5. So Alonso not having a drive in #F1 next year, is solely down to the sport and nothing to do with the him? Ok Perez

    1. Not having a “competitive” drive is what Perez is getting at.

      1. @todfod And Alonso having burned all the bridges to competitive drives is what KGN11 is getting at.

        1. Glad you understood what i meant.

        2. @rethla

          Regardless of burnt bridges and old history… Would Mercedes pair Alonso alongside Hamilton ? And would Ferrari pair Alonso alongside Vettel?

          Regardless of whether bridges are burnt or not, Mercedes or Ferrari wouldn’t sport 2 roosters in the same team. There needs to be more ‘rooster worthy’ teams. That’s what Sergio is getting at.

          1. @todfod But then we all know if Alonso had held his tongue, he would have been in the Ferrari for 2015, not Vettel…

          2. @optimaximal

            I thought Alonso wanted to leave Ferrari, not the other way around. Spending 5 years with the red team was more than enough for him.

          3. @todfod No. I also can’t imagine Mercedes having an Alonso-Bottas pairing given that Hamilton has taken the title and it has a shortage of berths for the talents in its development scheme …but I think Ferrari would have paired Alonso with Leclerc for 2019 if its relationship with Fernando had gone differently. (In that version of history, Vettel would never have joined Ferrari, since his skills would have been redundant alonside Alonso’s).

          4. @alianora-la-canta

            but I think Ferrari would have paired Alonso with Leclerc for 2019 if its relationship with Fernando had gone differently. (In that version of history, Vettel would never have joined Ferrari, since his skills would have been redundant alonside Alonso’s).

            Not sure about that. 2010 to 2014 was an era where Ferrari as a team was miserable, any driver who was driving for them in that era (Vettel included) would have been done with the stint and looked for a better opportunity. The whole Ferrari team was in for a reshuffle, and which is why Massa was done with in 2013 and Alonso quit in 2014. I doubt even if he left on good terms, they would dump Vettel and get him in for 2019. Highly unlikely especially considering the Leclerc is the horse they’re betting on for the future.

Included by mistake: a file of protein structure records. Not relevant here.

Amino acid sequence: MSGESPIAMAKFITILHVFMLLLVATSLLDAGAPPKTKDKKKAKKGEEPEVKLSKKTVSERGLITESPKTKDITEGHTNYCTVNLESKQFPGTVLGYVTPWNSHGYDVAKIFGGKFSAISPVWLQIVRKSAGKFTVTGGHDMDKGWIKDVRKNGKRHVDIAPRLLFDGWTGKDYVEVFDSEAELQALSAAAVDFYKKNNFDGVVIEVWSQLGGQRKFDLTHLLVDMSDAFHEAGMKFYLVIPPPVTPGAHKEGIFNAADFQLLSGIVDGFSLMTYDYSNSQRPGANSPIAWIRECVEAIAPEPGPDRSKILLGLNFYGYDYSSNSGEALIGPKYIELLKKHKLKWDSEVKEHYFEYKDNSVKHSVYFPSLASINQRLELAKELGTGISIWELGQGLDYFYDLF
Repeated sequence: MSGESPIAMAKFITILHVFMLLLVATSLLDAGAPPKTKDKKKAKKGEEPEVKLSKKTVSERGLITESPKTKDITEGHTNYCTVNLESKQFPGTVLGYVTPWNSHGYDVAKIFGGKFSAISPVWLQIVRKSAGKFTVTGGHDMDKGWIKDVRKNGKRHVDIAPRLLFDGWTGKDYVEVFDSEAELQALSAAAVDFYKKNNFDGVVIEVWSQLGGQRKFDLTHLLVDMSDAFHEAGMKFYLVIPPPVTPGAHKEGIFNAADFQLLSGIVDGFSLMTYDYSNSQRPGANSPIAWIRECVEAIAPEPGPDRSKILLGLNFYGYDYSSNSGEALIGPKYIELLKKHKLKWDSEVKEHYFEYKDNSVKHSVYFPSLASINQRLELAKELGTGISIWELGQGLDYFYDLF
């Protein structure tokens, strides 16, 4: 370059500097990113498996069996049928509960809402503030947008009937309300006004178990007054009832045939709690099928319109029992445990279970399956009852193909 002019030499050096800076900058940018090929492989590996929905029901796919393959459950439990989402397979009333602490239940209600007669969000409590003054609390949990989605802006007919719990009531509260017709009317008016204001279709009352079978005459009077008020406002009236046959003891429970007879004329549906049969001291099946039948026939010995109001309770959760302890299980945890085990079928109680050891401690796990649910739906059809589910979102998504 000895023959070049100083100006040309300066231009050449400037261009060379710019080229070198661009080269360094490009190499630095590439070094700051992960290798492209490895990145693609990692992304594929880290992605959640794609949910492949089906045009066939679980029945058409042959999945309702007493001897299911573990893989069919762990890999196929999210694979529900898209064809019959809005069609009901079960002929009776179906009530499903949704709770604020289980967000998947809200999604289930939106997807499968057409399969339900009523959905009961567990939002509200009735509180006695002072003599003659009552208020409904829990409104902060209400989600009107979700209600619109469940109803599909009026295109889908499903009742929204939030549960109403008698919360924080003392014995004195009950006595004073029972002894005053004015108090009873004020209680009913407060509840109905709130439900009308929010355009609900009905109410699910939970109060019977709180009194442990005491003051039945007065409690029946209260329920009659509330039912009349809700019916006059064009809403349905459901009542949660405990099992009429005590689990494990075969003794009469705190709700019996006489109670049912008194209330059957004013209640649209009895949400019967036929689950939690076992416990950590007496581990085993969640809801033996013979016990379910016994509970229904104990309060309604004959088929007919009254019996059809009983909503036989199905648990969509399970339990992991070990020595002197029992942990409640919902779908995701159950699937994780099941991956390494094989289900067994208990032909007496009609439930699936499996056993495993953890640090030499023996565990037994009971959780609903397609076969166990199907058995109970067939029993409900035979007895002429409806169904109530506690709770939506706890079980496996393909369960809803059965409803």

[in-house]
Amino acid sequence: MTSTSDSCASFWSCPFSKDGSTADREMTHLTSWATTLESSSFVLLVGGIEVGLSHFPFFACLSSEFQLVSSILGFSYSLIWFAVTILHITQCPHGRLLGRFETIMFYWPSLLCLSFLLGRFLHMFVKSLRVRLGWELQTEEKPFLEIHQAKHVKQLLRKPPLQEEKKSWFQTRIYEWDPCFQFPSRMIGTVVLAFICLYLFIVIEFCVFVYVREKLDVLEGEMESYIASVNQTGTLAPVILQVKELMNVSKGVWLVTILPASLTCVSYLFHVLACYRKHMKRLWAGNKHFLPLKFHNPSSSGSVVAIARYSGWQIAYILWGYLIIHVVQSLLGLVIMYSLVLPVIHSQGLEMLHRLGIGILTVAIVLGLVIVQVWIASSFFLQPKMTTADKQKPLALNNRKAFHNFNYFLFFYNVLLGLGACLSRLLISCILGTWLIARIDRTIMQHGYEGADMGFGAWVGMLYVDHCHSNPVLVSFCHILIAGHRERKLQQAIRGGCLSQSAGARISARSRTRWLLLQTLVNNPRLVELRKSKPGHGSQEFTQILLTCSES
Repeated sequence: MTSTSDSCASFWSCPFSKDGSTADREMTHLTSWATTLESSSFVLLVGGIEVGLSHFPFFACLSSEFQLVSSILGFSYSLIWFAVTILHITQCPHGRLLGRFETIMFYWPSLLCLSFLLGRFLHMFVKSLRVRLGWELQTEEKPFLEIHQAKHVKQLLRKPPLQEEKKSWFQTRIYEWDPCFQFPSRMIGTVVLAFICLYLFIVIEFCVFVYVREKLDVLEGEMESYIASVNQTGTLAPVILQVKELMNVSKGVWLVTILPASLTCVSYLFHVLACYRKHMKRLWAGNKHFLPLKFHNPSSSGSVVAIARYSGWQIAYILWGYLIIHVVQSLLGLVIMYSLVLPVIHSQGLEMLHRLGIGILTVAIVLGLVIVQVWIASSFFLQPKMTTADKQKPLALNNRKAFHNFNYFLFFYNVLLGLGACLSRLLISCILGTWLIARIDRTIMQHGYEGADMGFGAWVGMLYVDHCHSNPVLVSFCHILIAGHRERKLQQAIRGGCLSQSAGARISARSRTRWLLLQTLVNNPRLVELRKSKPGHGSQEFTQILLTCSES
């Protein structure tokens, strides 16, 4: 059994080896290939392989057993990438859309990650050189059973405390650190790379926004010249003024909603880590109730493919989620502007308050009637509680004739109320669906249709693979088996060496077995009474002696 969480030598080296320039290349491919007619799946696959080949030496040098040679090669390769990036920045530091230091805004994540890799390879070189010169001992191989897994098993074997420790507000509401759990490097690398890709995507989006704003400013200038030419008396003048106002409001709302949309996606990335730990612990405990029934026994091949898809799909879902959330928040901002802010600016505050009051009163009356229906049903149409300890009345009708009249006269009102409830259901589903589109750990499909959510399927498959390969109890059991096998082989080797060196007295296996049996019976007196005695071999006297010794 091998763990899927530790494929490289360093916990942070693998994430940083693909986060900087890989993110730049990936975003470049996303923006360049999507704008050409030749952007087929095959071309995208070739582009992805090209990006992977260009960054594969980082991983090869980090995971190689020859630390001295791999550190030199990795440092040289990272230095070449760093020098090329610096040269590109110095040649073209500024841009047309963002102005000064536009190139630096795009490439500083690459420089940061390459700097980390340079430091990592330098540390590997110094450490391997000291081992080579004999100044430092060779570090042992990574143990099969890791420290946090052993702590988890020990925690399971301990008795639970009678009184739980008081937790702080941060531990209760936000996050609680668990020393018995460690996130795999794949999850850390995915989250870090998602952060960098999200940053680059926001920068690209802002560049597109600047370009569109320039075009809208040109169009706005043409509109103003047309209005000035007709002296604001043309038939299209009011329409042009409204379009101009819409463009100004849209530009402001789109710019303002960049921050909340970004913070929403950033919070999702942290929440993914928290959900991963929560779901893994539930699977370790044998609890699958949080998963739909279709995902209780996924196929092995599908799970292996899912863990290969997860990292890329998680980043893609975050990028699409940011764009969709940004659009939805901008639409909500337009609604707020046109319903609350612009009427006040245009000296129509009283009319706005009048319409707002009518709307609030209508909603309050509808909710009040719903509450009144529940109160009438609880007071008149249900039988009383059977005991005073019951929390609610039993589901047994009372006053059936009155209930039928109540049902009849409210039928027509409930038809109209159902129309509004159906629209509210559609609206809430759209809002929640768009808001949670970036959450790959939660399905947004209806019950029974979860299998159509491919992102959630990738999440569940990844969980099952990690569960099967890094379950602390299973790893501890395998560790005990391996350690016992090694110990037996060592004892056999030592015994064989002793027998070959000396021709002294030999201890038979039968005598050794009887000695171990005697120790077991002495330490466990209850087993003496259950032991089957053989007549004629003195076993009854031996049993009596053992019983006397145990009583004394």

5. @todfod Ferrari definitely wouldn’t have dumped Vettel for Alonso in 2018 – in any version of history. My take assumes that with Fernando in place and at least reasonably OK with things, they’d have retained him. (Look how long they retained Raikkonen when there were alternatives they could have selected).

            Had Alonso gone to Red Bull in 2008 or 2009 when the opportunity was there, it would be easy to resolve this entirely legitimate issue you see with the “Alonso at Ferrari” theory. Had Fernando arrived in 2013 or 2014, following a couple of titles for Red Bull, he’d be in his first or second year at Ferrari when the changing of the guard happened, with no opportunity to get jaded.

            As it was, I think Fernando’s patience broke six months before the point at which the guard change completed. Had it held that extra six months, I think he’d still be at Ferrari now. I agree with you that Vettel almost certainly wouldn’t have been patient enough for that. On the other hand, I think Ricciardo would (he’s leaving Red Bull because of perceived favouritism, which generally isn’t something that worries #1 drivers in a #1/#2 team where the #2 isn’t threatening to overturn expectations). As would Hamilton, if no better seat came along (as was the case for that particular scenario, assuming Mercedes would not hire a driver straight from Ferrari unless they already had some sort of link to the Mercedes system).

  6. I disagree with him.

  7. While I will surely miss Alonso being on the grid, I would also much rather have him be competitive in other series rather than suffer in F1. He really lost his peak years in terrible Ferraris and Mclarens and did not deserve that. He should instead show how he is one of the better racers in the world by succeeding in other series. Agreed, there’s absolutely no competition in WEC at the moment but he had an amazing debut at the Indy 500 in 2017 and I hope he wins it next year, because that is what he deserves.

  8. Alonso’s problems are all his own. Many leadership lessons to be learned from his attitude and working as a team, take the almost opposite case, Hamilton.